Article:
Life gets messy, especially around the home. Organizational projects can become a family activity because they present a great learning opportunity for kids. Read on to learn how to create home organizational playtime activities for kids. They will use these experiences to grow into self-sufficient adults who know how to and enjoy organizing their belongings.
1. Write a to-do list
One moment, your child wants to play with their dolls. The next moment, they’re coloring. Their minds race for the next chance to explore and create imaginary worlds, so kids won’t remember a verbal task list very well.
Instead of relying on memory, write a to-do list. Include short and simple organizational activities, like placing all matching shoes together on your shoe rack.
2. Break big projects into small ones
Kids handle big tasks better when you break them down into smaller steps. It also shows them how to organize their time, which helps them as early as their grade school years.
Imagine that you need to restructure your pantry. Ask your kids to check all the expiration dates on the canned food, then the boxed food. They can also decorate wallpapered storage containers and write handwritten labels.
3. Use accessible materials
Storing extra blankets and sheets on shelves will make your dresser drawers much cleaner, but your kids won’t be able to reach them. Accessible organization will remain long after your family finishes each task on their to-do list.
4. Consider your garage
Everyone can easily and quickly put their sports equipment away if you build a bungee cord storage container and position it lower on your garage wall. It only takes a second to slip tennis balls or basketballs through the bungee cords, so your kids get used to maintaining an organized household.
5. Make it colorful
Children engage in colorful activities. They jump at the chance to use their favorite markers because bright colors make them feel more comfortable and create a fun visual experience. After you create a list of your main organizational activities, assign jobs with each child’s favorite color. The chores won’t appear so intimidating when they have colorful designs.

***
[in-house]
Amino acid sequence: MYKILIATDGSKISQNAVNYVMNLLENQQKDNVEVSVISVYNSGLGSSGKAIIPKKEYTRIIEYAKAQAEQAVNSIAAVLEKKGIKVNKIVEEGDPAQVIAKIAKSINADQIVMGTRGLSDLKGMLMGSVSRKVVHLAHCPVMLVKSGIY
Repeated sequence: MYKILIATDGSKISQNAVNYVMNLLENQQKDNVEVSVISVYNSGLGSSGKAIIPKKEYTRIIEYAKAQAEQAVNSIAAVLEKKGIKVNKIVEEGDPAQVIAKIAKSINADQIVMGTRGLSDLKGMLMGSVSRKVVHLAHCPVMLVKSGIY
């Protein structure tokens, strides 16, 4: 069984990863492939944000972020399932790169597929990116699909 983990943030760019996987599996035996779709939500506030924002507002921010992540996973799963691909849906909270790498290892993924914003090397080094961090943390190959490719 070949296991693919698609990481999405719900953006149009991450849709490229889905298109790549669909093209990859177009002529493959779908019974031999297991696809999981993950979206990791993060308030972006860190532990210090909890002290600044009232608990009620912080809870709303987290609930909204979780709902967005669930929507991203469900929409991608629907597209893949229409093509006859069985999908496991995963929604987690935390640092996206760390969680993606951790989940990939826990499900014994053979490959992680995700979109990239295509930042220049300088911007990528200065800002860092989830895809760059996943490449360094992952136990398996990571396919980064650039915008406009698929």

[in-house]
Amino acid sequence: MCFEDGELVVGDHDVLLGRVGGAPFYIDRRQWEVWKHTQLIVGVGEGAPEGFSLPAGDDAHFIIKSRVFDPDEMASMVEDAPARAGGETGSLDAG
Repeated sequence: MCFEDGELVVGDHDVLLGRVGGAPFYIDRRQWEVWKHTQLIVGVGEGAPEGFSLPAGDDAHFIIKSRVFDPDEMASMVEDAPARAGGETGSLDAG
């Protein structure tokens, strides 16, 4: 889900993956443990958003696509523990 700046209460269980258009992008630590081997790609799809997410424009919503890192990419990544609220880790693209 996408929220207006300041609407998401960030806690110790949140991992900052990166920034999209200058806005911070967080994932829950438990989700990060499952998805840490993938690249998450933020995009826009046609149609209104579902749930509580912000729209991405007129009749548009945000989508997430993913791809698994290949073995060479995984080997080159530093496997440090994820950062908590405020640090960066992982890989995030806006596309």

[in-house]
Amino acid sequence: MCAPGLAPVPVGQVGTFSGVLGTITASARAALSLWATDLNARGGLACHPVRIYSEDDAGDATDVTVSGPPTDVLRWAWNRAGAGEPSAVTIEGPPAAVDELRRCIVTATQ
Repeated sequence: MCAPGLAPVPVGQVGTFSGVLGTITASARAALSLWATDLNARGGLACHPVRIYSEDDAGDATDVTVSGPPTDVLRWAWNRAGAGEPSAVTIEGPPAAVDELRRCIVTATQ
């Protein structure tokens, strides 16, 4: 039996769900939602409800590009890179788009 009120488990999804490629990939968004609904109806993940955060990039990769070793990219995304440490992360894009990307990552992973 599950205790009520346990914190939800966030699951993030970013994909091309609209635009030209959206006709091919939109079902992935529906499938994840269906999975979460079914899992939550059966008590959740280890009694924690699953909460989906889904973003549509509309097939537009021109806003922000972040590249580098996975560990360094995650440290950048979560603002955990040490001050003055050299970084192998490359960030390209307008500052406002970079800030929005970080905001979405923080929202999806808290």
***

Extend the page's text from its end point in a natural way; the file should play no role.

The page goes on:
6. Create a routine
Children rely on routines to provide a sense of security by explaining how their world works. The best organizational activities for kids will blend seamlessly into their existing routines. In addition to their regular chores, like brushing their teeth, ask them to do something simple like clean out their backpacks once a week.
Older kids can remember to put their coats back on the coat rack or refold throw blankets after using them in the TV room. When they remember to do these things, organizing will become a natural part of their routine.
Get their input
As you think about how to create home organizing activities that children can partake in, don’t forget to get their input. When you decide on your next project, ask how they want to help. Even the smallest bit of participation by your youngest child will set them up for a lifetime of successful skills and lasting household organization.
AUTHOR: KACEY BRADLEY
Kacey Bradley is the blogger behind The Drifter Collective, an eclectic lifestyle blog that expresses various forms of style through the influence of culture and the world around us. Along with writing for her blog, she has written for sites like U.S. News, SUCCESS, Guides for Brides, Hotel Online and more!